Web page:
Architecting hardware, software & communications for the electronic battlefield
Today’s defense systems contain broad requirements that encompass the design of a complex set of interconnected components that operate seamlessly across ground, air and space. Understanding the requirements, operating challenges and schedule to size and price the contract is a significant challenge. It is difficult to get an accurate estimate of the schedule and pricing solely by resorting to prior experience, building prototypes or even creating models of the algorithms.
Unknown and uncertain conditions can only be identified with a system simulation prototype that captures the operation of the entire system. The development of a functional virtual model that traces the end-to-end operations of the entire system, without adding the details of the algorithms, hardware implementation details and software code, is the only viable approach to test feasibility during the proposal writing phase and design specification.
New mandates are requiring that the Government be highly involved in the simulation phase. Simulation studies and the transfer of these models are a requirement of most proposals. In addition, these models must be correlated against the prototype system, used for specification, communication and operator training. The low-cost approach of Government and Defense contracts require extensive architecture exploration and conformance modeling for constraints such as processor utilization, memory sizing, communication systems and environmental impacts. The models must describe the hardware and software systems to maximize the modeling efforts to the unknown regions of the design. Models must be shareable with the government without huge investment from both sides for demonstration compliance and design superiority, either as part of the documentation or using a Web-based interface.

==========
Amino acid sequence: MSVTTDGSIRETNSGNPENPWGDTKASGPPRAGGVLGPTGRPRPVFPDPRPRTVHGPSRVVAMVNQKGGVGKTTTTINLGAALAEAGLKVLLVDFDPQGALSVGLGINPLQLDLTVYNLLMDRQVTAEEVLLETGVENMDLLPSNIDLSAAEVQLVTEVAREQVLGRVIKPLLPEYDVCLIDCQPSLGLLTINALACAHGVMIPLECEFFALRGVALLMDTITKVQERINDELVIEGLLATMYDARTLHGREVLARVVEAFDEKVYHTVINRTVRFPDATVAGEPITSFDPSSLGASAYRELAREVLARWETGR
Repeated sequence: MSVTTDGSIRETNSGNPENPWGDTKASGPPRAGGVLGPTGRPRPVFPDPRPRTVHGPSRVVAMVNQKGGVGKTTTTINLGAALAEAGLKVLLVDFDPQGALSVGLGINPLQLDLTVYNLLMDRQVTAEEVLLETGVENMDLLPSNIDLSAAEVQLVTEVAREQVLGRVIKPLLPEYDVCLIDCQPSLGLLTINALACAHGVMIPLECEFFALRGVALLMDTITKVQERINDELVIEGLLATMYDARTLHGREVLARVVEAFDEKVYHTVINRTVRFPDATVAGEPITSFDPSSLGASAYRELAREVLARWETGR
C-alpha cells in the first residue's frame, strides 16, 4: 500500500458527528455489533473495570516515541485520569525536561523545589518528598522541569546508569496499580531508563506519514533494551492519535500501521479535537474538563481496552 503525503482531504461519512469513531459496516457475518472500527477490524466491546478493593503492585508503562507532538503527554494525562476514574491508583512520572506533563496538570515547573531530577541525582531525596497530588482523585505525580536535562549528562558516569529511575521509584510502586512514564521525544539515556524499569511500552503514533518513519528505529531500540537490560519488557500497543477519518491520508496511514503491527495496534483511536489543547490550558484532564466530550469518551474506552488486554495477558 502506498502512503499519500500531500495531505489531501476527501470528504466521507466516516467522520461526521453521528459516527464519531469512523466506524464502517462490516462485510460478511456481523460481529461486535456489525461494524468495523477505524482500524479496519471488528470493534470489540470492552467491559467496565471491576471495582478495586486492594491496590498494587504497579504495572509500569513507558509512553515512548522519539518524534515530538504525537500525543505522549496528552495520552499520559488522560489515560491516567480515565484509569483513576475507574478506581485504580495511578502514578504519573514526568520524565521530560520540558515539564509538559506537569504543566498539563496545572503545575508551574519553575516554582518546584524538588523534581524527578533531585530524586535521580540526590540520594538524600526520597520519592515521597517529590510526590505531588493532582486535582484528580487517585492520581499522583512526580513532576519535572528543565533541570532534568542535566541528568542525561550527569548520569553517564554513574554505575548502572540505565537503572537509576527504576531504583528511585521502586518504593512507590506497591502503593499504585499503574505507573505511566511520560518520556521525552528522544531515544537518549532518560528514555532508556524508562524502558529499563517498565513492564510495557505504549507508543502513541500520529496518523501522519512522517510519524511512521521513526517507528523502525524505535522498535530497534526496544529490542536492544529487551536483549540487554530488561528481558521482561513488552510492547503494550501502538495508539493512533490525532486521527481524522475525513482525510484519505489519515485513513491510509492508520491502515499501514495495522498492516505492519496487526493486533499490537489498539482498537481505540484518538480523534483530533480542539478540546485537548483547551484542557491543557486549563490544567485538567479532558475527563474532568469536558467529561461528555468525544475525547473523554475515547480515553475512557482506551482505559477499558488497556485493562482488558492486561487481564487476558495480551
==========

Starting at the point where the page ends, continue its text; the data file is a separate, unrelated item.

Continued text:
To study the impact of functional and performance simulation, we have used the Aerial Common Sensor program (ACS) of the United States Army and Navy. The project was announced in 2000 and awarded to Lockheed-Martin 2004. It was cancelled a year and half later for a variety of reasons mentioned. They include the contractor’s failure to understand program requirements and the Army piling on requirements that couldn’t be fit on the chosen platform.
In this article, we present a methodology and solution that could have helped both the prime contractor and the Army to identify issues with the requirements and the proposal very early in the process. This would have significantly reduced the cost burden to both parties and would have allowed for a smooth deployment.
In the ACS project, the Army ACS System will consist of seven (7) Intelligence, Surveillance, and Reconnaissance (ISR) aircraft, each outfitted with sensor payloads, communications, navigation suites and aircraft survivability equipment. The Distributed Common Ground System-Army (DCGS-A) will be the ground system for ACS, and must be integrated ACS system.
Navy ACS Systems will contain the same payloads and will be deployed in squadrons of six (6) aircraft. Although the Army and Navy Systems will have on board operators, both ACS Systems will be connected to a DCGS that will have the ability to perform required TPED/TPPU capabilities.